Date of Award

Summer 2011

Document Type

Dissertation

Degree Name

Doctor of Psychology (PsyD)

Department

Psychology

Program/Concentration

Virginia Consortium Program in Clinical Psychology

Committee Director

W. Larry Ventis

Committee Member

Leonard Holmes

Committee Member

Michael Stutts

Committee Member

Curtis K. Greaves

Committee Member

Janice Zeman

Abstract

The goal of this study was to examine whether there is an underlying consistency between college students' approaches to religion and their approaches to higher education. A sample of 234 undergraduate students completed the Religious Life Inventory (Batson, Schoenrade, & Ventis, 1993), which assesses orientation to religion, and the Academic Attitude Scale (Wong, 1998), which identifies factors that motivate students to pursue higher education. The three dimensions (Means, End, and Quest) extracted from the Religious Life Inventory were compared to the six subscales (Intrinsic, Instrumental, Personal Development, External Pressure, Social Interest, No Better Option) of the Academic Attitude Scale to determine if significant positive relationships exist between aspects of students' religious orientation and specific factors influencing their decision to pursue higher education. To further assess consistency between approaches to religion and higher education, scores on the Religious Life Inventory and Academic Attitude Scale were compared to scores on the Christian/Humanist Implicit Association Test (Ventis, Ball, & Viggiano, 2010) and on the Need for Cognition Scale (Cacioppo & Petty, 1982).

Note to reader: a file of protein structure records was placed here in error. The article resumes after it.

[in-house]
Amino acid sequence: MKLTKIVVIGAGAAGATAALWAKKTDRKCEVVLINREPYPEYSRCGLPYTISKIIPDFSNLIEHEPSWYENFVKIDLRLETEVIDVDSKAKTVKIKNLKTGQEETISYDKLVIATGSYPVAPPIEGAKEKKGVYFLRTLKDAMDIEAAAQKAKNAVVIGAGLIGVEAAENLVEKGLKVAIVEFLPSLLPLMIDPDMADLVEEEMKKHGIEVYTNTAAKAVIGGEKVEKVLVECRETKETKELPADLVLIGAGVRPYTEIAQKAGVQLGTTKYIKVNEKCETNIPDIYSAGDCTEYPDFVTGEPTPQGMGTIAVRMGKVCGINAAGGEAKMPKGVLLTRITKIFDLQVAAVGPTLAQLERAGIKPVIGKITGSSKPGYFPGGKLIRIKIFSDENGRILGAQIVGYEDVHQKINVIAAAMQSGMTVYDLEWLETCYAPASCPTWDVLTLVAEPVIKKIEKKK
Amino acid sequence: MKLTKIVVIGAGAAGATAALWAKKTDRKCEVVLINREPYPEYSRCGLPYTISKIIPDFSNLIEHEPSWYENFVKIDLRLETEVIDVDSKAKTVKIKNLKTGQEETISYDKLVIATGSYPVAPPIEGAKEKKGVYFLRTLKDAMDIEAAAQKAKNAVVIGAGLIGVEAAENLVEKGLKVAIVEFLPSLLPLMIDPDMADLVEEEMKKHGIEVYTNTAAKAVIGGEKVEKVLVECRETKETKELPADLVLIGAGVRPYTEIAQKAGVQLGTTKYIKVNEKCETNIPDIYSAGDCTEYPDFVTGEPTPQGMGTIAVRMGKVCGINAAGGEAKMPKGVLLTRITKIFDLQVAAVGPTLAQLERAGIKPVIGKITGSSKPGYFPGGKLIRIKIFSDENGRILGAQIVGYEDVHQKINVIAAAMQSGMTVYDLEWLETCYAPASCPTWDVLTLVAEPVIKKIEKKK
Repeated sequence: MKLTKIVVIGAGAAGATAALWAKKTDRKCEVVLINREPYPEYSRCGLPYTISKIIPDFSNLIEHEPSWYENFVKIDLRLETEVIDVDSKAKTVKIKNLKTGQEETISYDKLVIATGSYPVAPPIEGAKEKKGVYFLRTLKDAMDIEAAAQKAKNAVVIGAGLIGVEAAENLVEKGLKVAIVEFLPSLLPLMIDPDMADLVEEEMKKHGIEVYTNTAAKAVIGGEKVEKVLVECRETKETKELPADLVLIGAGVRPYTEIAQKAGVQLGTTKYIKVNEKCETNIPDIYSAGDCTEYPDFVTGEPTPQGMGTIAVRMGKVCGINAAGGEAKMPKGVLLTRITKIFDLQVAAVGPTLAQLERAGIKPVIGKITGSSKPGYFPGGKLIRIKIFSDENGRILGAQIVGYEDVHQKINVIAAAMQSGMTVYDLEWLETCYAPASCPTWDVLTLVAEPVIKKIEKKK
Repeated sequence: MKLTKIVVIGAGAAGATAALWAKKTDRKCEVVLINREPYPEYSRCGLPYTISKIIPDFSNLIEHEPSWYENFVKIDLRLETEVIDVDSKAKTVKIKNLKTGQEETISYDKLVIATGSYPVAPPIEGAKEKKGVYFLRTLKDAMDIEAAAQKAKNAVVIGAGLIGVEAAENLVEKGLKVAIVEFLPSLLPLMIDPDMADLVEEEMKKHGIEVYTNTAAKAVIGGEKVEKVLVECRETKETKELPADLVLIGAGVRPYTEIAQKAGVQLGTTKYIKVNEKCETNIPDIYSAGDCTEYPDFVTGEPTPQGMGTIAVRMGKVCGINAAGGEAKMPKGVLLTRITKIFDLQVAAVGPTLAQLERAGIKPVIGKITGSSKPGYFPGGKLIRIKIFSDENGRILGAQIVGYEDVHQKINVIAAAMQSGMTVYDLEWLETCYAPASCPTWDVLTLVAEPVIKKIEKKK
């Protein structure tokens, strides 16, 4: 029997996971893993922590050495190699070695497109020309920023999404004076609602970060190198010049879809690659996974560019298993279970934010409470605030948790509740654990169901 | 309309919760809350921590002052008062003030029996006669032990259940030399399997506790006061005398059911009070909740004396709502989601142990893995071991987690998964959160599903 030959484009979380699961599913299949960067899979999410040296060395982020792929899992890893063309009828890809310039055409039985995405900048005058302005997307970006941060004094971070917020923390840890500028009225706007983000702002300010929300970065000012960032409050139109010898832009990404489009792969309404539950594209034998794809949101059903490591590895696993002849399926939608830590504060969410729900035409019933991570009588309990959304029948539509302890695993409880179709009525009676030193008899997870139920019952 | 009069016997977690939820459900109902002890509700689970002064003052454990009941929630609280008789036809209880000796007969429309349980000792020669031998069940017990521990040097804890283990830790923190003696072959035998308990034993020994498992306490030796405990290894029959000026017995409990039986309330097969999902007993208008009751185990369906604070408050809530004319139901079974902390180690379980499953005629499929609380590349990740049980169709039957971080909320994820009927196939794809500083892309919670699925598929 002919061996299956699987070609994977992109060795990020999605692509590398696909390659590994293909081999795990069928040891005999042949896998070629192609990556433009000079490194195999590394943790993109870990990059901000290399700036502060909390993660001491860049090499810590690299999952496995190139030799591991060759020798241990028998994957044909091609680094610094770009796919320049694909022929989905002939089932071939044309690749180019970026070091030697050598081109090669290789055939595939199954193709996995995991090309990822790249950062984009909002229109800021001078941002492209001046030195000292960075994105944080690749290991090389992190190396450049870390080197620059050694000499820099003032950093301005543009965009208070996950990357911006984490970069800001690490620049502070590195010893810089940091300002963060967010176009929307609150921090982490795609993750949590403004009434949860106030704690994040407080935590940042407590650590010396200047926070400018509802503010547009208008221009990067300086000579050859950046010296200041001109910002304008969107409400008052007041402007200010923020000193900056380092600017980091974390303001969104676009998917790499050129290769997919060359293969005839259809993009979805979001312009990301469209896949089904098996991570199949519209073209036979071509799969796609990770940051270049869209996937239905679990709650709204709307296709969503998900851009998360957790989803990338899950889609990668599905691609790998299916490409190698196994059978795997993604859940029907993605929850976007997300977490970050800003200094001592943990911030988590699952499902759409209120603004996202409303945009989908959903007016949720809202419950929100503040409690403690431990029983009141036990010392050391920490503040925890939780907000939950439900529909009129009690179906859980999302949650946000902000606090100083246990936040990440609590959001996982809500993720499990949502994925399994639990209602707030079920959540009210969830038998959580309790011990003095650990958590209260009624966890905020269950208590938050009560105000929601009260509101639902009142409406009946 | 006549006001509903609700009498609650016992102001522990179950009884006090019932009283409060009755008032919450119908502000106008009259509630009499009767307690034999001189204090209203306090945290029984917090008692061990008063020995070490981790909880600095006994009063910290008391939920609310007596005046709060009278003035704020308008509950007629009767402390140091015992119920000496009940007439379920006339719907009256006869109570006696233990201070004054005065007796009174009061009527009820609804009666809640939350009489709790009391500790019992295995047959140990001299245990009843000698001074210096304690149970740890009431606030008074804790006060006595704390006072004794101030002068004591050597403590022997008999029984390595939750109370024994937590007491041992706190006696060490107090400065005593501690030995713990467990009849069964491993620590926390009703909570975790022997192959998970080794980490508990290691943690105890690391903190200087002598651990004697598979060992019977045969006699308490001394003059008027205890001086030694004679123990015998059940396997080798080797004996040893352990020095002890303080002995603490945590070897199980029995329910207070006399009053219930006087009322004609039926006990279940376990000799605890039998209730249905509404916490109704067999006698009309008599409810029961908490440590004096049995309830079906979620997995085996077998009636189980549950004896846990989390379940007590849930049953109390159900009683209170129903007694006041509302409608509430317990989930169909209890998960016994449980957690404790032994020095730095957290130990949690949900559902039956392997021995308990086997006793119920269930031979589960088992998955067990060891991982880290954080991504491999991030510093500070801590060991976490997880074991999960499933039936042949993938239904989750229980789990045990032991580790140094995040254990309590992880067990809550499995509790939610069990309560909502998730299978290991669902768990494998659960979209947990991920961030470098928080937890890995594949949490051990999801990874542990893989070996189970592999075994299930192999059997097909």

Comments

A Dissertation Submitted to the Faculties of The College of William and Mary, Eastern Virginia Medical School, Norfolk State University, Old Dominion University in Partial Fulfillment of the Requirements for the Degree of Doctor of Psychology in Clinical Psychology through the Virginia Consortium Program in Clinical Psychology.

DOI

10.25777/wn4q-hp15

ISBN

9781267324948

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